Rice is typically right at the top of the list of healthy diet staples. Unfortunately, depending on the kind you eat and how your body handles it, rice can cause a flare-up of bloating, gas or even diarrhea — especially if you have irritable bowel syndrome or another gastrointestinal issue.
Brown Rice vs. White Rice
Brown rice is often recommended by health professionals because it's less processed than white rice. "It contains the bran, the nutritious germ and a lot of nutritional value, like vitamins and minerals," says Niket Sonpal, MD, gastroenterologist at Brookdale University Hospital Medical Center in Brooklyn, New York. It's also loaded with fiber and protein. White rice, on the other hand, has been milled to remove the bran and germ, which in turn strips away most of its benefits. Because of their differences, the way each type of rice affects you may vary.
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Read more: Which Rice is Healthiest?
Why Rice Can Cause Bloating
While the high amount of fiber in brown rice can benefit your health, it can also cause some discomfort. According to the Cleveland Clinic, fiber has been shown to help reduce your risk for heart disease, diabetes and certain types of cancer. However, a lot of fiber at one sitting, especially if you're not used to it, can cause gas, bloating, diarrhea or cramping as your gut system can't keep up with the demand to digest it, according to Harvard Health Publishing.
"It can cause indigestion, as the fiber can slow digestion and cause bloating," says Linda Anegawa, MD, a telemedicine physician with PlushCare. "This is particularly true for those with irritable bowel syndrome."
It's important to note, though, that it's not just rice: All grains have the potential to affect your digestion in this way.
"The ingestion of any starch, including brown or white rice, triggers the release of insulin," Dr. Anegawa says. "Chronic overconsumption of too much grain, even what are felt to be 'healthy' grains such as brown rice, can cause chronic hyperinsulinemia in certain individuals. These abnormally high levels of insulin lead to increased fat deposition deep inside the belly around the organs, also known as visceral fat. Over time, visceral fat accumulation can cause many gastrointestinal issues, including bloating, diarrhea or constipation and excess gassiness."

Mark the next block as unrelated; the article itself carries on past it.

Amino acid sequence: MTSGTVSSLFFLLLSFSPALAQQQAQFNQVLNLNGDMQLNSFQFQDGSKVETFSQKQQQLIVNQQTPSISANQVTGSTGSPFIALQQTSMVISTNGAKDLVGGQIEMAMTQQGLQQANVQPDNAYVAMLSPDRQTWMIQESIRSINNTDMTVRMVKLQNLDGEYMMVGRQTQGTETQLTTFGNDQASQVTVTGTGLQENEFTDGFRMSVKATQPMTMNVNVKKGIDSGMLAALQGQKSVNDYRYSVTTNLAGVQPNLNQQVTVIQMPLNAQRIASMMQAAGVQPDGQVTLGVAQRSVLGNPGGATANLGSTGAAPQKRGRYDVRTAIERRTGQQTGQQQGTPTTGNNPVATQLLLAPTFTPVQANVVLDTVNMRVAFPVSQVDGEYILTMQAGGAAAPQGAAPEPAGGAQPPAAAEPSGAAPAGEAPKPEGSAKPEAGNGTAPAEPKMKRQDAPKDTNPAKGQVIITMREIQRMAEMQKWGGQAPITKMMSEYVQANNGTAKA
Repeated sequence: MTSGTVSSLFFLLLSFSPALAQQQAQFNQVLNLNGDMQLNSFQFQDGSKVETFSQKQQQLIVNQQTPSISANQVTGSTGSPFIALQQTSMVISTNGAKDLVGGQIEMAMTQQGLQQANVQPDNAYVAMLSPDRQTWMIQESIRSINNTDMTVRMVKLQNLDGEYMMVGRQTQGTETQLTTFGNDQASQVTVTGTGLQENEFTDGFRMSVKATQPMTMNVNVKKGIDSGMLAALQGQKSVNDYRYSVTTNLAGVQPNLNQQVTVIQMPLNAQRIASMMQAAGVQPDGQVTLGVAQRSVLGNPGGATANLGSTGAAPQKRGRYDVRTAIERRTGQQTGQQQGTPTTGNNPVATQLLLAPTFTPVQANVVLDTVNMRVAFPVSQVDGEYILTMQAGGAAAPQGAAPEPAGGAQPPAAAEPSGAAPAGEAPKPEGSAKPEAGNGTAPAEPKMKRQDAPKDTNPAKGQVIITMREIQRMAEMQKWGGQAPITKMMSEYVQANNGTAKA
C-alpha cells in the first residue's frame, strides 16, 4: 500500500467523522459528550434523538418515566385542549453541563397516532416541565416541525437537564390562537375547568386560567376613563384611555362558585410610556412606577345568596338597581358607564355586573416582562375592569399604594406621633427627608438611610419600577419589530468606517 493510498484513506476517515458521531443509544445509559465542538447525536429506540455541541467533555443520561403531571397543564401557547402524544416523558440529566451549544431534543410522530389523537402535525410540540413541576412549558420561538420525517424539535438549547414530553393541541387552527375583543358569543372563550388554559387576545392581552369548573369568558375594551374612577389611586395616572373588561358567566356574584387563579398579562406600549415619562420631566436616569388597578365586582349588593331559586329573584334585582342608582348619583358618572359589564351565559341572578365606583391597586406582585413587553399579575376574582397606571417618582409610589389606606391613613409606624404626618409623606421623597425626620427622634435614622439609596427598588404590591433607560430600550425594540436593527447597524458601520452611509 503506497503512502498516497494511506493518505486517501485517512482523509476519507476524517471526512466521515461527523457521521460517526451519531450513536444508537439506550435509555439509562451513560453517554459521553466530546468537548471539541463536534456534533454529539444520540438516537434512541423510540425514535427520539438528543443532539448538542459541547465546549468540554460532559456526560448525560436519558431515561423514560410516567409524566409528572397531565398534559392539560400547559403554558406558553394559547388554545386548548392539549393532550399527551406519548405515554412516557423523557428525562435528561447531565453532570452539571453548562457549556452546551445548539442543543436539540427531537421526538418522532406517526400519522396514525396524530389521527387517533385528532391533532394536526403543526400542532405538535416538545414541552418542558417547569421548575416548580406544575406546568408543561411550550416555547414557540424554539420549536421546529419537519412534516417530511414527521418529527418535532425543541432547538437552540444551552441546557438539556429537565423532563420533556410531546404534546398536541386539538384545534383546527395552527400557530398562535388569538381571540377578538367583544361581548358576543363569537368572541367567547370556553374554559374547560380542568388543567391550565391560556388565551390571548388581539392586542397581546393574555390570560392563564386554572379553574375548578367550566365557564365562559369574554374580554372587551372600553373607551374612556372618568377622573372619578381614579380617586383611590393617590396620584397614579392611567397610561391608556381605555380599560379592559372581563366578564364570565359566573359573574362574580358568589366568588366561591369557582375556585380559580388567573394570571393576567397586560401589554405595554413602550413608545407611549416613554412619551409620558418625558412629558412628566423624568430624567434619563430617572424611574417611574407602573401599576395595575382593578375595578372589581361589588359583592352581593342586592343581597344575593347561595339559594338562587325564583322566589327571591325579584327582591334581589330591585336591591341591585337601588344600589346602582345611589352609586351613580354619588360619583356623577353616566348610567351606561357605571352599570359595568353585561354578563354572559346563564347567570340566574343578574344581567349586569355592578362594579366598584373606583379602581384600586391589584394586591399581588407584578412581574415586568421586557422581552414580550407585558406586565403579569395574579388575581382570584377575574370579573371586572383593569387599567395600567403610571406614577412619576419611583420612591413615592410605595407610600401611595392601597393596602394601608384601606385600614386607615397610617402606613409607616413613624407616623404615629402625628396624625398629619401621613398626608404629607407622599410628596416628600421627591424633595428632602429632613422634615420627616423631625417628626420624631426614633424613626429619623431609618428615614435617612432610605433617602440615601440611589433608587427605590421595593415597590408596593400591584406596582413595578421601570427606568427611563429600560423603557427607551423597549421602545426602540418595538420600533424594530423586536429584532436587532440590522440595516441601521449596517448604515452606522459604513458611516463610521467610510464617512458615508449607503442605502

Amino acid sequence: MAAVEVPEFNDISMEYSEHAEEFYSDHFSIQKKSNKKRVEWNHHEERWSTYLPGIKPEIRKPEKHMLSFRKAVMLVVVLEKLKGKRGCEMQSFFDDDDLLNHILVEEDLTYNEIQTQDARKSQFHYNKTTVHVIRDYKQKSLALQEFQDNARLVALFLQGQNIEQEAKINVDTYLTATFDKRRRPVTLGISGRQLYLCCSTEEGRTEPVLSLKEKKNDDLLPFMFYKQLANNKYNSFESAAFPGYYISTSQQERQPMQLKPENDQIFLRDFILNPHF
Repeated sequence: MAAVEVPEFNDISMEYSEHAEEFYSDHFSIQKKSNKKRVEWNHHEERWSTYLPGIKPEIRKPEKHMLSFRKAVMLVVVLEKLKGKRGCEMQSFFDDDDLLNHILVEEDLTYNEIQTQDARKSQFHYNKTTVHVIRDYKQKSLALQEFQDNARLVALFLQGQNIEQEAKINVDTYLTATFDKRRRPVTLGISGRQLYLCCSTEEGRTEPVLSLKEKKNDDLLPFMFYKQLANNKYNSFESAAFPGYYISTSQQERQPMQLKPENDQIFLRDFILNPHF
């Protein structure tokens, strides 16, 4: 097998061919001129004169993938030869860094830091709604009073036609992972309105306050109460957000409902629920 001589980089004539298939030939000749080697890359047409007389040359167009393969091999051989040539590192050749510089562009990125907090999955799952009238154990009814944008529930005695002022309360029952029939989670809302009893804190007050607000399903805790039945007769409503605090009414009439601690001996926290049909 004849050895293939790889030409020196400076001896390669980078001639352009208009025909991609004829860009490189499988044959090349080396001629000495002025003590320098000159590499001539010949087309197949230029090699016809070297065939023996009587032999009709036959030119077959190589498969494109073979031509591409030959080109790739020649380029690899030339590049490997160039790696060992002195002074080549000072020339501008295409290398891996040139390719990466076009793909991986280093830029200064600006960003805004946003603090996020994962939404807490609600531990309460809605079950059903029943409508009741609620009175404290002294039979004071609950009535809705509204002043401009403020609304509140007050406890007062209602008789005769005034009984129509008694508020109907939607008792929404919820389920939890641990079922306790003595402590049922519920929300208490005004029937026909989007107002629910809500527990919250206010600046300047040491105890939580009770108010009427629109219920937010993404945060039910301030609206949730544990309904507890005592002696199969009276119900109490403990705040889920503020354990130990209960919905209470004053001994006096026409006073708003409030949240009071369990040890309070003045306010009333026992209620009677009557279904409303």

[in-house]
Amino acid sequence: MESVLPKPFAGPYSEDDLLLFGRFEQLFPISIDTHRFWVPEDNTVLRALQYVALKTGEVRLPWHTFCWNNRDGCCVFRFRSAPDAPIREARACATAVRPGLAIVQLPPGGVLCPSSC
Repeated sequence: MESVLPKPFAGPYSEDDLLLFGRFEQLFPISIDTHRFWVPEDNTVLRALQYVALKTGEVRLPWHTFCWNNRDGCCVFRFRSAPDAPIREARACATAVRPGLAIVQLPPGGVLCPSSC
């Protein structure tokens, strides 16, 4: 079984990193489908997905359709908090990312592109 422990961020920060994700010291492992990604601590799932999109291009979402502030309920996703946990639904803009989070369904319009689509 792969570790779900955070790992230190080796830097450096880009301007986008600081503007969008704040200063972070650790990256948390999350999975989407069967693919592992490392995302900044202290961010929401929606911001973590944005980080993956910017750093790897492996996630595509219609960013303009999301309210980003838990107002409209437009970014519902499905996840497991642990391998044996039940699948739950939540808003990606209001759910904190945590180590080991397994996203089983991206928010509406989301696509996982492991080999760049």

Read more: What Vegetables Can I Eat With IBS?
If you're experiencing bloating or other issues after eating rice, try keeping a food journal that includes what you eat, when and how much, as well as any symptoms.
"This can be the best way to help identify trigger foods, as well as see if you can tolerate a smaller portion of the food," says Erin Palinski-Wade, RD, a New Jersey-based registered dietitian. "You can also start small. Some people can eat brown rice in half-cup portions with no issues — they only experience bloat when eating larger volumes. That's why I recommend adding fibrous foods to your diet slowly."
A food diary is key if you have irritable bowel syndrome (IBS), as it can be tricky to increase the amount of fiber in your diet without stressing out your system. "It's possible to find a happy medium," Dr. Sonpal says. "A food diary will show you which fiber-containing foods won't exacerbate bloat symptoms or pain."
This is when white rice can come in handy. "Because it has under 1 gram of fiber, it won't typically upset the stomach," he says. "But remember, rice in general is starchy, so it can still cause a reaction."
Dr. Anegawa recommends pairing rice with protein or fat, as it helps combat the insulin spike that can occur when eating starches. You can also switch to grain-free rice alternatives, like riced cauliflower or broccoli.
Try to drink more fluid when eating fiber and eat more slowly, making sure to chew your food well, too. "This can help prevent swallowing excessive air, which increases bloat," Palinski-Wade says. "It also helps break down food in the mouth to make the digestive process in the gut even easier."
At the end of the day, it might take some trial and error to figure out what works best for you, but by taking those extra steps, you'll be able to eat rice and feel great while doing so.
- Niket Sonpal, MD, gastroenterologist, Brookdale University Hospital Medical Center, Brooklyn, New York
- Cleveland Clinic: “11 Best High-Fiber Foods”
- Harvard Medical School: “How to Get More Fiber in Your Diet.”
- Linda Anegawa, MD, telemedicine physician, PlushCare
- Erin Palinski-Wade, RD, CDCES, LDN, CPT, registered dietitian, New Jersey
Is this an emergency? If you are experiencing serious medical symptoms, please see the National Library of Medicine’s list of signs you need emergency medical attention or call 911.